Valencia Mercurio and Karen Thacker: healing together

A story of love and hope

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Valencia Mercurio and Karen Thacker: healing together

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 By Meg Boedeker

Valencia Mercurio is much like everyone at Lincoln High–she has a packed schedule, has a house full of animals, and loves her grandmother. Mercurio has big hopes and dreams for the future.

“I definitely want to graduate this year with good grades and go to Southeast Community College,” Mercurio said. “I eventually want to become a veterinarian because I’ve loved animals ever since I was younger, and I feel that I have a special connection to them.”

Mercurio lives with her grandmother, Karen Thacker, who works in the attendance office at Lincoln High School, and her four cats and two dogs whom she loves dearly.

“I baby [my pets],” Mercurio said. “The four cats are named Jackson, Lincoln, Franklin, and George–they’re all presidents’ names. The dogs are named Monroe and Wilson. Sophomore year, I got my cat, Lincoln. Since I was starting the near year here, I named him Linc. My grandma suggested naming the cat after President Lincoln, and we’ve just continued to name the animals after presidents since then.”

Mercurio and Thacker pose together in front of the beach. Photo courtesy of Valencia Mercurio.

Although Mercurio’s future is very bright, she has fought some hard battles within her family in the past which have had a big impact on her current life. She lived with her mom for a few years, but eventually moved in with her grandmother to a much safer and supportive space.

“I went from the Grandma role to the parent role, trying to continue to spoil her and make up for things she has missed out on, but also now I had to help mend,” Karen Thacker said. “It took tons of talking, tons of cuddles, tons of tears and hard work. We both had to be brutally honest with each other and I had to look past the poor choices that had been made and forgive and move forward.”

Mercurio also recognizes that this change in scenery was beneficial to both of them.

“Before I lived with [my grandmother], we were still close, but I wasn’t as open with her then as I am now,” Mercurio said.

Valencia’s mother wasn’t always available when she needed to talk to someone about her feelings. She and her grandmother began to form a bond strong enough they could share almost everything.

“When it got too much to handle, I finally opened up to my grandmother, and still tell her everything ever since,” Mercurio said.

Mercurio’s grandmother has made a lasting impact on her life, allowing her true self and personality to flourish in an environment where it may not have been able to before.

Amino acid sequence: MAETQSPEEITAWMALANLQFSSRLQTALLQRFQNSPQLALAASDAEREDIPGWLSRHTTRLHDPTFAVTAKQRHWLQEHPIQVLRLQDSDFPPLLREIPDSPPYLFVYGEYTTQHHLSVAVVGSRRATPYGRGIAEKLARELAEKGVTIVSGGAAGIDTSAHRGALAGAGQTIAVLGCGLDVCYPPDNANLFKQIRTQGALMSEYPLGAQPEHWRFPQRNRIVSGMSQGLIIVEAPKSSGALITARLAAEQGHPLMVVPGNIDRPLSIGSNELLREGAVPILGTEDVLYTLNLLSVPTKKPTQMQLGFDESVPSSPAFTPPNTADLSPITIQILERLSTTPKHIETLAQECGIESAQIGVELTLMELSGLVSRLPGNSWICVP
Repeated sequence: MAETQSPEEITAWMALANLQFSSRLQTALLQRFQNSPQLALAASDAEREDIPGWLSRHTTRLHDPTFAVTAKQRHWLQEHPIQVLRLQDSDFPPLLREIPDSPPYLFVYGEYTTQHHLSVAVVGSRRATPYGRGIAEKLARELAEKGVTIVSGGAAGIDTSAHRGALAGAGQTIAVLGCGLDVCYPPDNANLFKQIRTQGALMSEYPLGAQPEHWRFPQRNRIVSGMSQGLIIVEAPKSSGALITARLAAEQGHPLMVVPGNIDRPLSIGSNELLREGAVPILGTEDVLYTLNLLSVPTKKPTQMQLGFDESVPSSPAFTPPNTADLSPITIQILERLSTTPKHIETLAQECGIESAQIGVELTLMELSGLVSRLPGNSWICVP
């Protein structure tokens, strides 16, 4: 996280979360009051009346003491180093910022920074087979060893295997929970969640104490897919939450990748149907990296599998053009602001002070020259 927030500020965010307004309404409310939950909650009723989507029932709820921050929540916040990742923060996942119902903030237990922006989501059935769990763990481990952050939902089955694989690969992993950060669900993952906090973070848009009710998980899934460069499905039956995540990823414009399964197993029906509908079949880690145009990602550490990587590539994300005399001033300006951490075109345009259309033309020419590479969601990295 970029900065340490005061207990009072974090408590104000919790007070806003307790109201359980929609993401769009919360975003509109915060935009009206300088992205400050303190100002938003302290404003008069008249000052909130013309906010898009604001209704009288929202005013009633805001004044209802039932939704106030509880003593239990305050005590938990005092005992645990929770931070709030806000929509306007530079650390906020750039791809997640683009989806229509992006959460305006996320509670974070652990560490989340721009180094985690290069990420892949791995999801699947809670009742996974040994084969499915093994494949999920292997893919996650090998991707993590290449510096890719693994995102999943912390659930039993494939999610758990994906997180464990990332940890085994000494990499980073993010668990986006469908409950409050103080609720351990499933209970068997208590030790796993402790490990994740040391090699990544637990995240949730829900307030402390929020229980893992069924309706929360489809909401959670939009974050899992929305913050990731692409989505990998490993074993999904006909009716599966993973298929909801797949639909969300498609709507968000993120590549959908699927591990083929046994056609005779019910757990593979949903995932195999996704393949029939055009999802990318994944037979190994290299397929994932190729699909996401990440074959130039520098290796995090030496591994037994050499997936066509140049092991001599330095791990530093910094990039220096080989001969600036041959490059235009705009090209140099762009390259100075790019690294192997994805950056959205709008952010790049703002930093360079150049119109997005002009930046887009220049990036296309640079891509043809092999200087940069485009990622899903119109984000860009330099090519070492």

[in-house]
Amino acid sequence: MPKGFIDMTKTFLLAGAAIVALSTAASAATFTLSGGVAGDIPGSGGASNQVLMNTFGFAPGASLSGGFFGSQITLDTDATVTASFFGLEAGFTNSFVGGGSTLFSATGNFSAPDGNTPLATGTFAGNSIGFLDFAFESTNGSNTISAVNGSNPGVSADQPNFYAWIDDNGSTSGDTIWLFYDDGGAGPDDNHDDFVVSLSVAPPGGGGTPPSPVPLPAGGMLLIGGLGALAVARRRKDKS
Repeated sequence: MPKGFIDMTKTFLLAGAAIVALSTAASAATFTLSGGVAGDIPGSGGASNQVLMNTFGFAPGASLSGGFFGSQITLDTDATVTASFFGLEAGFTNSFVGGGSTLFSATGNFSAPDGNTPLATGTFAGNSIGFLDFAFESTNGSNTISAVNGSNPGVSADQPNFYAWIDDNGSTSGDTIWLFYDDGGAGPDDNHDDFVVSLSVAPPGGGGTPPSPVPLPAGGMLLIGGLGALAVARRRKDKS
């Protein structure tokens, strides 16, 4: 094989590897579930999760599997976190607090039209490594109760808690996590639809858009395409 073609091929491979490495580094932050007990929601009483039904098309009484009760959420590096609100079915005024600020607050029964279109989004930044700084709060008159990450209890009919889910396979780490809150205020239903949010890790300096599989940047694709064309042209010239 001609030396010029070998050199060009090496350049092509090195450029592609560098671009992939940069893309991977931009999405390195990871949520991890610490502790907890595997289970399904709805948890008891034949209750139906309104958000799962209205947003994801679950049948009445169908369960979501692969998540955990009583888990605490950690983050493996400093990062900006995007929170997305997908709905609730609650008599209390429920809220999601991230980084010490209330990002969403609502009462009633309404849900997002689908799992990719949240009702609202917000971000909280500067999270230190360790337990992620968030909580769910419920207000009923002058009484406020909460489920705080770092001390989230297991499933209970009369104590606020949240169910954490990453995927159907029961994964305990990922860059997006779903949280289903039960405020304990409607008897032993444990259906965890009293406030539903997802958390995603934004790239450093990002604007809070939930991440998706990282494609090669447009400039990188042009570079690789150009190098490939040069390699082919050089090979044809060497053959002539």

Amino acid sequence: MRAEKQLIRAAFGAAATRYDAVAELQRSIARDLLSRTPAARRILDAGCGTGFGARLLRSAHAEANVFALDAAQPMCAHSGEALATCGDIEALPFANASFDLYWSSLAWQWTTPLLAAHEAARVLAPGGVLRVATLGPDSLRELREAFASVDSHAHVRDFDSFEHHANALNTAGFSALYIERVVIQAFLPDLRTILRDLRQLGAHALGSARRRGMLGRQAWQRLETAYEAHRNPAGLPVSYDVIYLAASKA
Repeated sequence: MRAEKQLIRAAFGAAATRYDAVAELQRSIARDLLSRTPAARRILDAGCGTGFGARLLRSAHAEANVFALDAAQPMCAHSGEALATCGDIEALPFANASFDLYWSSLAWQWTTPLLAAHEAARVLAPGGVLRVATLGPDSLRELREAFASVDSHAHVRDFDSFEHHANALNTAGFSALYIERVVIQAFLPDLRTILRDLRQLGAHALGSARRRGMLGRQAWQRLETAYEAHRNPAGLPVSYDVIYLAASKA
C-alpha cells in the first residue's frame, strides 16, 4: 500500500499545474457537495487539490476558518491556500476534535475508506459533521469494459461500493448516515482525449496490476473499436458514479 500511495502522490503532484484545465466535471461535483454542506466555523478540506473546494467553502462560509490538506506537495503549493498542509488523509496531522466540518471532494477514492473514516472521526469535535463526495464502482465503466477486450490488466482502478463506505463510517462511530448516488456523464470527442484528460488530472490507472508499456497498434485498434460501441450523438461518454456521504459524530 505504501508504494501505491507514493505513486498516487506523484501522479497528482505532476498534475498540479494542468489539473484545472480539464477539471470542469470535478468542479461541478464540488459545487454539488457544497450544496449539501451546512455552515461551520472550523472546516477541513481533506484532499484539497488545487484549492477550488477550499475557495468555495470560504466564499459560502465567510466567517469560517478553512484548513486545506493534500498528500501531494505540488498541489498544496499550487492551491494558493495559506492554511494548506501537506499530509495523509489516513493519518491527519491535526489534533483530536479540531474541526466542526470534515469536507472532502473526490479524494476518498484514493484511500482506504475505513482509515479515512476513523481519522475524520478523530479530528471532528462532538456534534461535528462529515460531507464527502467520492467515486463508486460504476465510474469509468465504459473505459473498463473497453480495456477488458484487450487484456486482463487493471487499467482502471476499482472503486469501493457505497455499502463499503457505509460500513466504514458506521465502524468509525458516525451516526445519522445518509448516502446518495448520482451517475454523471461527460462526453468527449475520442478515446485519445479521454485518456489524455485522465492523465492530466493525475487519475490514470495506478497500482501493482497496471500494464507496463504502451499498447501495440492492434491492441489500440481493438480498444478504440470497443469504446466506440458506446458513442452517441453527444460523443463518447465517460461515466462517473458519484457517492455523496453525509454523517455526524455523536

Mercurio stands next to Thacker after finishing a race. Photo courtesy of Valencia Mercurio.

“She’s helped me become a better person and build up my confidence. She’s helped me with school and get into hobbies like martial arts, and I couldn’t be any more grateful for the impact she’s had on my life,” Mercurio said.

Thacker recognizes that both she and Mercurio have persevered through struggles within their life, and they have been able to bond over their mutual respect for one another. The strength they both have shown proves that even when things seem to be at their worst, there is still a way to endure and surmount life’s difficulties.

“It has been very hard for our family, but it has been extremely rewarding and a huge eye opener,” Thacker said. “I have been through a lot in my life but this was different–it was a make or break situation. Helping Valencia helped my heart start to heal with things that have happened throughout my entire life and I saw things in a different view.”

Before Mercurio started living with her grandmother, she attended Northeast High School for her freshman year and part of her sophomore year, but it was a little rocky.

“I was still living with my mom my sophomore year [of Lincoln High School] and my home situation wasn’t improving,” Mercurio said. “That’s when my grandmother took me in and I began the rest of my sophomore year at Lincoln High.”

Mercurio adores attending Lincoln High and applauds its diversity and openness that is unmatched in other schools around the Lincoln area. Mercurio has learned more from her few years at Lincoln High than from any other school she has attended.

“I have definitely learned a lot from people I’ve met [at Lincoln High] from staff and other students–it helped me become a bigger person and learn who I can trust and go to when I need to talk to someone,” Mercurio said. “I love that everyone has a story, and no one is truly exactly the same or perfect. There’s connections that can be made with basically anyone within these walls.”

Mercurio and Thacker pose for a picture in their kitchen while making s’mores over the stove. Photo courtesy of Valencia Mercurio.

Lincoln High School holds many stories of hope, loss, tragedy, and success within its century-old walls. The High is a school where skills are honed, relationships are built, stories are shared, and last but not least, is a place where everyone is a loved “link” in the fast-growing chain of Lincoln High.

“One of the many hardest parts of the journey was having to be humble and let the people around [Mercurio and I] know exactly where we stood: I needed help, Valencia needed help; we were both broken,” Thacker said. “One person told me it takes a village, and I learned that the village was right here. The support, help, love and encouragement we both received was amazing. The struggle was and is still real, but so worth it. We have both grown and are excited to see what the next chapter brings.”